Revenue Per Student

Garnet Valley

Delaware

119%

$2,877.47

Perkiomen Valley

Montgomery

89%

$2,826.65

South Fayette Township

Allegheny

86%

$2,698.31

Spring-Ford Area

Montgomery

83%

$2,764.82

Pine-Richland

Allegheny

74%

$2,686.28

New Hope-Solebury

Bucks

61%

$2,777.26

Central York

York

60%

$2,555.85

Oxford Area

Chester

56%

$4,538.11

Avon Grove

Chester

53%

$4,340.74

Daniel Boone Area

Berks

53%

$4,282.96

Mars Area

Butler

52%

$3,217.76

Lower Moreland Twn

Montgomery

48%

$2,888.73

Kennett Consolidated

Chester

47%

$2,842.80

Jim Thorpe Area

Carbon

45%

$2,885.29

Central Bucks

Bucks

45%

$2,401.97

Tredyffrin-Easttown

Chester

44%

$2,211.83

Owen J Roberts

Chester

41%

$3,120.39

Peters Township

Washington

40%

$2,608.30

Wilson

Berks

39%

$2,784.51

Northeastern York

York

38%

$4,602.52

Average Top 20

59%

$3,095.63

20 Fastest Shrinking PA Districts 1996-2013

District

County

Growth

2013 State
Revenue Per Student

McGuffey

Washington

-30%

$7,979.42

Sullivan County

Sullivan

-30%

$6,208.08

Southeastern Greene

Greene

-31%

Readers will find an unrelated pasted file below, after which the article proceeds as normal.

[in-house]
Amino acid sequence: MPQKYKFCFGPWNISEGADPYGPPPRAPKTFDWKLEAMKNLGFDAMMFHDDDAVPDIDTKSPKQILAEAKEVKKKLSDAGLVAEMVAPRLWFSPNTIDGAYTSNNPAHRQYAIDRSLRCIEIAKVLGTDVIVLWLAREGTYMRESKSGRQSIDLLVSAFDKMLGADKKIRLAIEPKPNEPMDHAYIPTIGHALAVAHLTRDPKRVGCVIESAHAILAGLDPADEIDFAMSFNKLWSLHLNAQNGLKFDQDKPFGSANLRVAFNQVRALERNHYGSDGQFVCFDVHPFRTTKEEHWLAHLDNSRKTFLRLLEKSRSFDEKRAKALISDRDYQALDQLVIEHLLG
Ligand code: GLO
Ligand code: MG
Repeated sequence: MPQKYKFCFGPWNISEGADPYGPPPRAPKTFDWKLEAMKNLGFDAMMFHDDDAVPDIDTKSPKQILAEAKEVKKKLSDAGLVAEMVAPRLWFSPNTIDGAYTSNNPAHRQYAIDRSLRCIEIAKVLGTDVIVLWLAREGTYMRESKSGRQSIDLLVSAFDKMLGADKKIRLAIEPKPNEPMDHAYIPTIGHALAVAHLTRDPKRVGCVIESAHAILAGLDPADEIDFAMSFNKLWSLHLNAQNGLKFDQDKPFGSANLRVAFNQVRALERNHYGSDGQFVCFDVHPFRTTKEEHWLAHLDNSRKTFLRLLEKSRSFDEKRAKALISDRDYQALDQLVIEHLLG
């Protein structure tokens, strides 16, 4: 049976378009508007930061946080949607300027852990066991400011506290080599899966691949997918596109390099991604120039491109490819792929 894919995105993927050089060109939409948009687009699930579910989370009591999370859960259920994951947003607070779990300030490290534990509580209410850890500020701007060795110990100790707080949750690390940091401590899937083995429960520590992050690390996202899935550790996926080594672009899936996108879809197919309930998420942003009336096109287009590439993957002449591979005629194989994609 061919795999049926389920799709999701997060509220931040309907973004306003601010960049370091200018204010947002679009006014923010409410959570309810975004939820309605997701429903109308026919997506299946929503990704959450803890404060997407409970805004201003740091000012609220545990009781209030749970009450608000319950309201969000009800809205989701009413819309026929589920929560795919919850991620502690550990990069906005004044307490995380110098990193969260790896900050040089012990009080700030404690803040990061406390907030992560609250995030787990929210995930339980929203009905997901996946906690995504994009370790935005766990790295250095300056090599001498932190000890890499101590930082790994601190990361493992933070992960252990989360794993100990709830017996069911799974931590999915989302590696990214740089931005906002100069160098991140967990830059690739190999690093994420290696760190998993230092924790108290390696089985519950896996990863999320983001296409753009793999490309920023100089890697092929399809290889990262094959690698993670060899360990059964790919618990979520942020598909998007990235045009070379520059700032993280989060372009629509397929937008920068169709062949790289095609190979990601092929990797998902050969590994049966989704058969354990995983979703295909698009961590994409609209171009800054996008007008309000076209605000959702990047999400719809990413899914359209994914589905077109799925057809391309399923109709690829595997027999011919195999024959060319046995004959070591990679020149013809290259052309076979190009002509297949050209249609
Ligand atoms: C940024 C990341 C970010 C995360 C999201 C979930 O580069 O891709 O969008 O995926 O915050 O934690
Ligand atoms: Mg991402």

$11,399.85

Warren County

Warren

-31%

$7,881.19

Jeannette City

Westmoreland

-32%

$9,242.87

Ligonier Valley

Westmoreland

-32%

$5,611.11

Susquehanna Community

Susquehanna

-32%

$10,778.41

Union

Clarion

-32%

$11,529.47

Punxsutawney Area

Jefferson

-32%

$9,524.06

Austin Area

Potter

-32%

$11,885.68

Galeton Area

Potter

-33%

$7,903.20

Cranberry Area

Venango

-33%

$8,525.50

Farrell Area

Mercer

-33%

$12,197.76

Marion Center Area

Indiana

-34%

$10,288.15

Northern Potter

Potter

-35%

$10,904.21

Allegheny-Clarion Valley

Clarion

-35%

$11,479.26

Purchase Line

Indiana

-35%

$12,383.83

Johnsonburg Area

Elk

-36%

$11,175.29

Salisbury-Elk Lick

Somerset

-39%

$9,555.59

Cameron County

Cameron

-39%

$10,600.96

Average Bottom 20

-33%

$9,852.69

A new policy brief from Temple University's Center on Regional Politics finds that Pennsylvania’s education funding system is out of sync with the rest of the nation.